"I think it was the sheer size of this large Indian city, and then the otherness of the visible structure and society compared to here that initially blew my mind,’ says Barbara Yelin, recalling her stay in New Delhi, a city she travelled to for a week in late 2012 at the invitation of the Goethe-Institut. ‘It was only later that I started to pay attention to details, to perceive passers-by and the people I had met as individuals. Colours and smells are unimaginably intense, as described in every guidebook."
Tuk Tuk, auto rickshaw or just rickshaw: The green-and-yellow runabouts are indispensable parts of Delhi's cityscape. Even if the pressure of the cheap Uber competition is getting bigger, the chugging manoeuvrable Kleintaxis brave. Officially equipped with taximeters, the price is usually negotiated individually with the driver. Cars are steered (speak Otto) almost exclusively by men. Incidentally, Sunita Chaudhary became known as the first female driver among about 60,000 male colleagues in Delhi.
Stress-free, safe, clean: The Delhi Metro is the convenient alternative to get quickly and cheaply from A to B in the mega-city. The well-developed route network opens up the city in a pleasant way. For women there is an extra compartment. The stations are well organized, the trains are air conditioned.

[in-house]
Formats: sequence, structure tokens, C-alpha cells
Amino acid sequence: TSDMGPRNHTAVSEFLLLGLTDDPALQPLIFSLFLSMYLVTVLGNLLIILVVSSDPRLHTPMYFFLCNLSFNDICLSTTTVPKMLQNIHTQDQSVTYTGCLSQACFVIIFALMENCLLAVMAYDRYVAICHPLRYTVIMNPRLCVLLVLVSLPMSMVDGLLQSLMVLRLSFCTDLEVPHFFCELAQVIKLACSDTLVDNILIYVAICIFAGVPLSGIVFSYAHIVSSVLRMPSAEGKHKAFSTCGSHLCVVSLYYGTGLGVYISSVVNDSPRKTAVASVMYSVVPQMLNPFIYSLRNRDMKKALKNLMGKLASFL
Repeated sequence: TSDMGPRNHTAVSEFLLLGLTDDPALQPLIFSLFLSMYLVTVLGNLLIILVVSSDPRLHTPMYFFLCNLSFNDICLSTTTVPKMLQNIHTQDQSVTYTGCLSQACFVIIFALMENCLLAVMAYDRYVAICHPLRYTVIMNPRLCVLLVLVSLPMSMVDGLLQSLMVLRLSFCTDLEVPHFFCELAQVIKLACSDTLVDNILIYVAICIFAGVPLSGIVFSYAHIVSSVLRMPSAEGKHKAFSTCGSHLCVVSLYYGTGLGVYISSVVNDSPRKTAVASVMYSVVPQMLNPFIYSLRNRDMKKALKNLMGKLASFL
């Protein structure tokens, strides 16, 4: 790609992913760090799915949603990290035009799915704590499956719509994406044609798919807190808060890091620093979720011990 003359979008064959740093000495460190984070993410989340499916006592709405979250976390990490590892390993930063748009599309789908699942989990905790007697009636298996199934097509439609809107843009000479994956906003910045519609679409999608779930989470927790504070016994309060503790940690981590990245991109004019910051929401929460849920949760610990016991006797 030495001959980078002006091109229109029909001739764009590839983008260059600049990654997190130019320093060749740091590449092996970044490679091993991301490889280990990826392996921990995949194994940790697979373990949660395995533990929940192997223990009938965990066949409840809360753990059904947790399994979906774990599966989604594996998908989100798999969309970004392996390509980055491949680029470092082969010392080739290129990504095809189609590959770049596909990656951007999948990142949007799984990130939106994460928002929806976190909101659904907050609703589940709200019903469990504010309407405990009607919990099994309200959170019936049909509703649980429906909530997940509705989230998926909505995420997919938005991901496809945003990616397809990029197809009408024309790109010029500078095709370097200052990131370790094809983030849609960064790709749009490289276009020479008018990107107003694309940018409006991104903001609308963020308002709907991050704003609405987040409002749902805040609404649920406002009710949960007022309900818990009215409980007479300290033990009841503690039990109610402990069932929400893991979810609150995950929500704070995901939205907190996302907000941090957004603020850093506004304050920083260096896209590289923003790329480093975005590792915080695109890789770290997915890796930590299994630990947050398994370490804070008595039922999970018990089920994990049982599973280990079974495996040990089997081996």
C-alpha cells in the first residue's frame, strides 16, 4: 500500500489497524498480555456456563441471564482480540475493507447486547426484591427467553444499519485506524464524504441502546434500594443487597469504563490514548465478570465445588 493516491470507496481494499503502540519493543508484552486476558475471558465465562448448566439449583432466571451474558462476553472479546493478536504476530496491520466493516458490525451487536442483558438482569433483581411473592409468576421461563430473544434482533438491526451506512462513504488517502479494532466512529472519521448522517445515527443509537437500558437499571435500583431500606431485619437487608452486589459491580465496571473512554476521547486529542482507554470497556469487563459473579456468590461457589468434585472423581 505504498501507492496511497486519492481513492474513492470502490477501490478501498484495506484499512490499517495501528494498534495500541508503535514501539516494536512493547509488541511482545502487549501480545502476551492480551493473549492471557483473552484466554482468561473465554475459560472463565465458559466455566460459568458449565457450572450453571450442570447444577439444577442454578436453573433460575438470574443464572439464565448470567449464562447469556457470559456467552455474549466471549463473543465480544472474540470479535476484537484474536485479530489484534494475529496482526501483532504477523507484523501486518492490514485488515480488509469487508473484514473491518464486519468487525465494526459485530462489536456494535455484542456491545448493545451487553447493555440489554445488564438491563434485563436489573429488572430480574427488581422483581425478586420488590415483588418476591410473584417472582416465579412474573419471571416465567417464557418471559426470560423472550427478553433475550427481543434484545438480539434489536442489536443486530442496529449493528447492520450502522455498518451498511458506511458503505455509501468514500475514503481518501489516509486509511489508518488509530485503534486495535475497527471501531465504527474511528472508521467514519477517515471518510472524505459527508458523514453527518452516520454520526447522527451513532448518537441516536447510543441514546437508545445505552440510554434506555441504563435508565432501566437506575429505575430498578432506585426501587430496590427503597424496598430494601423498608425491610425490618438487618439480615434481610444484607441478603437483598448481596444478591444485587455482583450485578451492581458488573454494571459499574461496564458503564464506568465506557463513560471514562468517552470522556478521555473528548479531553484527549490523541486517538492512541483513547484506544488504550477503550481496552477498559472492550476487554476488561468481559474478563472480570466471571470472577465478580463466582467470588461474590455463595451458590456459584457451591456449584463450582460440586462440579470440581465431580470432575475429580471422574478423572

Full, full, full: The loading of mopeds, bicycles, trailers, carts and other companions often sounds crazy in Delhi. Everything is stacked, bound, laced, lied: gas bottles, milk bottles, fruits and vegetables, animals, household goods - there is nothing that is not wobbled through the streets. Maximum weights or statutory dimensions? Is not there apparently...
Crispy on the outside, soft on the inside, sticky syrup comes out with every bite: Jalebi are deep-fried crinkles, dipped in warm sugar syrup, which is usually flavored with cardamom or saffron. Really Indian, the oily, super-sweet delicacy is not: It was introduced by Persians in 1450.
Jonas Engelmann on Delhi Sketch-Book
Some of the drawings give one the impression of the artist trying to organise her amazement, confusion and exasperation, the chaos of a street scene continuing in the form of cables and washing lines over the heads of countless people."